Zorya Luhansk has become the first Ukrainian club to seriously address the match-fixing issues that are prevalent at every level of football in the country.
After conducting an extensive internal investigation, Zorya general director Serhiy Rafailov, revealed the names of eleven players from the club’s U-19 squad who were found to have participated in fixing matches. All of the players admitted in writing to receiving amounts ranging from $500 to $1,000 for helping to arrange results against Chornomorets, Metalist, and Shakhtar.
Zorya will now send the relevant documents about the case to the Control-Disciplinary Committee (CDC) of the Football Federation of Ukraine, who will take up the matter.
As for Zorya itself, the club has already released all of the guilty players. Manager, Yuriy Vernydub, told the television program ProFutbol, which first broke the news: “I would ban players like this from getting within one kilometer of football. Let them unload cargo, study, work, do what they want, but in football, they cannot be tolerated. That’s enough of mocking the number one sport. I will personally keep track of those who have been expelled. If one of them joins some team, I’ll call the coaches and tell them that they need to get rid of this person and to keep them away.”
Oleksandr Boytsan, the general director of crisis-ridden Metalist Kharkiv, said on ProFutbol that his club had also uncovered proof of youth players from their U-21 squad participating in match-fixing, but he has so far not given any names.
Rafailov is certain that this is a widespread problem, and while this is widely acknowledged by fans and media, it is rare for such a high ranking football official to talk so openly about match-fixing. He told Zorya’s official website: “There is a similar situation in many clubs. Maybe I don’t have a right to say this, but I believe that there are only 2-3 clubs where youth players have not taken part in fixed matches. I think that in the near future, after adoption of the law and the meeting of the CDC, the results of the investigation will be made public. I think that this will be a shock.”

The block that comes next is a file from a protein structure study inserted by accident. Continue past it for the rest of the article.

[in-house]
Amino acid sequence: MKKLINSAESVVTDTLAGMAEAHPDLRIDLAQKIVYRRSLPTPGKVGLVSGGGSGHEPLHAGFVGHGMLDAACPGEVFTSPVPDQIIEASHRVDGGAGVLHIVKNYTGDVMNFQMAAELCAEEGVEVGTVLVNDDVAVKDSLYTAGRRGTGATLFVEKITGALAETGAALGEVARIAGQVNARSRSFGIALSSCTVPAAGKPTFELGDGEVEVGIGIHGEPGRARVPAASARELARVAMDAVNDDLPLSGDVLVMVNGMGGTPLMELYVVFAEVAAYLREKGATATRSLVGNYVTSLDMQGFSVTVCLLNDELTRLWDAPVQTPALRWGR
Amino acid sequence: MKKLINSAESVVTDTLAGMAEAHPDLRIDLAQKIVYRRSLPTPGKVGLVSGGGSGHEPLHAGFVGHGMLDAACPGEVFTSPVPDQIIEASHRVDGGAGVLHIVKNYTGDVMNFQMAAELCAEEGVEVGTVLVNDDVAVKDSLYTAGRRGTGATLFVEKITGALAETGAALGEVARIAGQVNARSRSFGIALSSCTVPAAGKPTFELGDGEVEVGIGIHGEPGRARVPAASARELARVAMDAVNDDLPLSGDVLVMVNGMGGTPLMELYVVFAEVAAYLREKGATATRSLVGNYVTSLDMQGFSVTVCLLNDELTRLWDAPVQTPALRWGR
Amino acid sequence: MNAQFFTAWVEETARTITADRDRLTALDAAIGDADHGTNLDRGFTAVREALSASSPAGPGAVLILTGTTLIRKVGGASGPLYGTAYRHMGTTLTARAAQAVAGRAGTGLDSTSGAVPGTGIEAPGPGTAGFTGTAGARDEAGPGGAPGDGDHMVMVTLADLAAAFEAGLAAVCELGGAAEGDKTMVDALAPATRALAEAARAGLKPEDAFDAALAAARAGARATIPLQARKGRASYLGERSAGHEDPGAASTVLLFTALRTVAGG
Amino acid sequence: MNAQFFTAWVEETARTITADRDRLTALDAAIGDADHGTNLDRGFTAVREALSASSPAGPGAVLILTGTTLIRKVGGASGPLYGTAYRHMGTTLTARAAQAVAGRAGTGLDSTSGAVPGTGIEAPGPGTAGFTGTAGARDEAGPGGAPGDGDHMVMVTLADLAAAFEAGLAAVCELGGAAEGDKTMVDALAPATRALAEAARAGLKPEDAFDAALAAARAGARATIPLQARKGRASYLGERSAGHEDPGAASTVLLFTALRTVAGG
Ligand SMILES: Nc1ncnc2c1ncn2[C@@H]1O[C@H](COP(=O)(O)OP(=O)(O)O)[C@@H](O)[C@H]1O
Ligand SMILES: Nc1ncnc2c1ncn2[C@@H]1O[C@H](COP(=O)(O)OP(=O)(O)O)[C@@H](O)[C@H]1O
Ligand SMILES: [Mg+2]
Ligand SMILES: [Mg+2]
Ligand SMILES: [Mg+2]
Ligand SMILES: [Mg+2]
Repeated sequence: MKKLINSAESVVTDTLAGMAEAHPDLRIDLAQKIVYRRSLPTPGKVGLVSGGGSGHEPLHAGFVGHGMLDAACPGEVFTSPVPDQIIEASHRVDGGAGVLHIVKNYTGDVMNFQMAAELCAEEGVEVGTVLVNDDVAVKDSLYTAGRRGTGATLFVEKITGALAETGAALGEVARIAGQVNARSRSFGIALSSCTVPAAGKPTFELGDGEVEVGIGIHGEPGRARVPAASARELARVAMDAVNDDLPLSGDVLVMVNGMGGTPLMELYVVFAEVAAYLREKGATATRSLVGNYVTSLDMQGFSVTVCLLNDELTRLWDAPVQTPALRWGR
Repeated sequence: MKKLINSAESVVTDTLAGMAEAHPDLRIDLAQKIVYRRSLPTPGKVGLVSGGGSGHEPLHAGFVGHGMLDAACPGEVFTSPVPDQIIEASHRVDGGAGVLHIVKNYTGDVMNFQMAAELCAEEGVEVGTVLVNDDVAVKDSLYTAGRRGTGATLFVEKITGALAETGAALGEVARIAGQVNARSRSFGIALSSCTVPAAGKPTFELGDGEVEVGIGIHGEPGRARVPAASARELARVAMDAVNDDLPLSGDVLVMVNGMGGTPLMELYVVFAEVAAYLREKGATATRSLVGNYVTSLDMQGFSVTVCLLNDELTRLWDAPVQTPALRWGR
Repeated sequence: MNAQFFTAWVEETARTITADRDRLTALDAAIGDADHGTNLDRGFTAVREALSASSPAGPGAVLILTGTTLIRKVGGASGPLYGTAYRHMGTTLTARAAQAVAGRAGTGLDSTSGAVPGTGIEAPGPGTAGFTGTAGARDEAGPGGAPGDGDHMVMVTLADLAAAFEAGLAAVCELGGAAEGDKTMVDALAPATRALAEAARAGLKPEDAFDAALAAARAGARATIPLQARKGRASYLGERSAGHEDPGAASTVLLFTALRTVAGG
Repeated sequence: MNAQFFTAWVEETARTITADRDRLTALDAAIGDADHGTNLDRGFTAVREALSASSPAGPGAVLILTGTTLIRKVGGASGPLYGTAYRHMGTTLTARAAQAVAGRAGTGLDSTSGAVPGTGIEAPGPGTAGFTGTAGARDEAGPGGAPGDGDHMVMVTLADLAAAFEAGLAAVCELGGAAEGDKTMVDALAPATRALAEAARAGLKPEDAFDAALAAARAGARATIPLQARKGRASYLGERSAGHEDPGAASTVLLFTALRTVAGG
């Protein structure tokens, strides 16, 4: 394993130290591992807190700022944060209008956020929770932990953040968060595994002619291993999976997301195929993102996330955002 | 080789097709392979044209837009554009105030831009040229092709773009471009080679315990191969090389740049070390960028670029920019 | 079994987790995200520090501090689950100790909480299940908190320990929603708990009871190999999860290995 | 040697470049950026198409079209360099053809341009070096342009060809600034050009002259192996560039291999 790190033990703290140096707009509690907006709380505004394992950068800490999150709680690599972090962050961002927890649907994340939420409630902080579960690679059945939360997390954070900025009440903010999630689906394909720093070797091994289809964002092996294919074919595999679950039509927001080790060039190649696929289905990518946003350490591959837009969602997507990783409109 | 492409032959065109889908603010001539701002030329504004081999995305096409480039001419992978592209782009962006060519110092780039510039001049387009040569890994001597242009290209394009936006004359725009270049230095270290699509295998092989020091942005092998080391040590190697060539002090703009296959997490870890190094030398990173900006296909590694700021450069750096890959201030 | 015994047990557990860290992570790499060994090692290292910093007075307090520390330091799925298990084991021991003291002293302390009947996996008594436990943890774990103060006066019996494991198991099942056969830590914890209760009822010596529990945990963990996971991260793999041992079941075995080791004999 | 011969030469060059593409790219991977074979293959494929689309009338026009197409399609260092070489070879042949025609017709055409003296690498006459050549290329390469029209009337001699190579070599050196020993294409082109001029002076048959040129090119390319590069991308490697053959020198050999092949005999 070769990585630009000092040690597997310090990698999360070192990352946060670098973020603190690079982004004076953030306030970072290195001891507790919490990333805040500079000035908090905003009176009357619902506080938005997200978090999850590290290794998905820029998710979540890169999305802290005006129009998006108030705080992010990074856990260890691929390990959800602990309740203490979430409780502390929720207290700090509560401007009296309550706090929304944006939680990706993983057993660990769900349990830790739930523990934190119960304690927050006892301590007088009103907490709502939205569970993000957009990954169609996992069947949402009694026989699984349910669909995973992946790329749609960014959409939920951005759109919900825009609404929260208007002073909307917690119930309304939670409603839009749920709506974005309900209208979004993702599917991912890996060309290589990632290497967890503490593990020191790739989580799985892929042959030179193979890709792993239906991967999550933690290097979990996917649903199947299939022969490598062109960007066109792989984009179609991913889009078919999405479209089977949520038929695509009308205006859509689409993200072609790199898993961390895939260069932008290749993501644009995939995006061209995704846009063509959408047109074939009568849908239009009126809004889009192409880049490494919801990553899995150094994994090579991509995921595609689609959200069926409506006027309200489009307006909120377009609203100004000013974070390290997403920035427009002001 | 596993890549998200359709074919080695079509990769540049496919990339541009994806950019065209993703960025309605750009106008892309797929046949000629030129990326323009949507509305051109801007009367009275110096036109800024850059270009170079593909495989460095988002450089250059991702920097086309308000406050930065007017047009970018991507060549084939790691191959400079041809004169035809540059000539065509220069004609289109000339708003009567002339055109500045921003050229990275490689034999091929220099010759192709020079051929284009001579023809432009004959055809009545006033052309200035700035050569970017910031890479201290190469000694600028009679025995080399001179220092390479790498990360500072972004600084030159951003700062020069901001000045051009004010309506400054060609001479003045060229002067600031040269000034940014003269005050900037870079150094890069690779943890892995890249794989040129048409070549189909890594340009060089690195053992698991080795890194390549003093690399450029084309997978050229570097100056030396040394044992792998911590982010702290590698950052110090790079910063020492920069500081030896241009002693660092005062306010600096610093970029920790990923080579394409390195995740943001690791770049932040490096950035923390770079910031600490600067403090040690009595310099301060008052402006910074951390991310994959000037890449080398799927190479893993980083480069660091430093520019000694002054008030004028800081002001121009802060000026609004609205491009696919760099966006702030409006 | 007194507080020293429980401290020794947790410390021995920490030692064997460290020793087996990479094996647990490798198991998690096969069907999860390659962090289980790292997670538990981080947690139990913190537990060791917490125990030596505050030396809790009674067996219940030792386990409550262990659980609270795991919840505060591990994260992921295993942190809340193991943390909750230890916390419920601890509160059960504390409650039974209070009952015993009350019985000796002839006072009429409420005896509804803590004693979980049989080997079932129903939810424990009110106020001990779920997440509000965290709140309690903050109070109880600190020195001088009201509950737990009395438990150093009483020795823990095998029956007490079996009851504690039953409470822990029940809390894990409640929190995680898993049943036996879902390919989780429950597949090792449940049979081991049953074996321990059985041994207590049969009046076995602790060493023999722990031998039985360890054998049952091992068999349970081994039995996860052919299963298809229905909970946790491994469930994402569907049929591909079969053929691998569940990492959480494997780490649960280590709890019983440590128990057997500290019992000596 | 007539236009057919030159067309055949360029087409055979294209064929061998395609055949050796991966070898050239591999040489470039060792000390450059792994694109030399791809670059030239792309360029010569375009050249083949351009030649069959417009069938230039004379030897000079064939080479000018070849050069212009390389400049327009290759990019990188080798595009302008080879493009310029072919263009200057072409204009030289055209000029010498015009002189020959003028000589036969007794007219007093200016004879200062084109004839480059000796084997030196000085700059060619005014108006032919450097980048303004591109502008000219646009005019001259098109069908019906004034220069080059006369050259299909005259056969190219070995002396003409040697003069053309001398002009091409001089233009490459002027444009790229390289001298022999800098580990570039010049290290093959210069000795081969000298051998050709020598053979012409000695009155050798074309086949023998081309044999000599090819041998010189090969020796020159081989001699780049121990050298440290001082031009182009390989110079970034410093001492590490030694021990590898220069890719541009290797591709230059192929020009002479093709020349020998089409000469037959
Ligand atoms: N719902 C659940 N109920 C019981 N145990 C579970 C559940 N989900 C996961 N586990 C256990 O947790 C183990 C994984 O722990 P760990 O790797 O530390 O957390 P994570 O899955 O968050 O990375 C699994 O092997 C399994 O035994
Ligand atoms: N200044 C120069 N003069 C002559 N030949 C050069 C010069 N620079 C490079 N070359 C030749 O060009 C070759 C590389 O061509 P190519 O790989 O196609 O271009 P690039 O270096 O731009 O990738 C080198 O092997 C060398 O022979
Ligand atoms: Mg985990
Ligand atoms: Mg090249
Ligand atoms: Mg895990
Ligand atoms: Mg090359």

As a reminder, the anti-corruption in sports law, that was passed by the Ukrainian parliament last month and signed into law by President Petro Poroshenko on 1 December, includes stiff fines and even prison sentences for engaging in match-fixing.
Despite the recent adoption of the law, certain clubs continue to brazenly arrange results, usually by ensuring that the number of goals scored is over a specific total. Olimpik Donetsk, whose name regularly comes up in any discussion of the issue, remains under close scrutiny. After a suspicious betting pattern was observed during their U-21 side’s 4-0 loss to Karpaty – when they conceded three goals in the last ten minutes – international sports corruption expert Francesco Baranca said it was “one of the most grandiose matches with a fixed result that I have seen in my life.”
Zorya’s decision, to publicly speak out and to immediately cut ties with players who were involved in match-fixing, is a promising sign that officials are beginning to take concrete steps to tackle the problem. But as the egregious episode of match-fixing from the Olimpik game demonstrates, the surface has barely been scratched. It is now up to the authorities to take Zorya’s lead and use all means necessary to clean up Ukrainian football.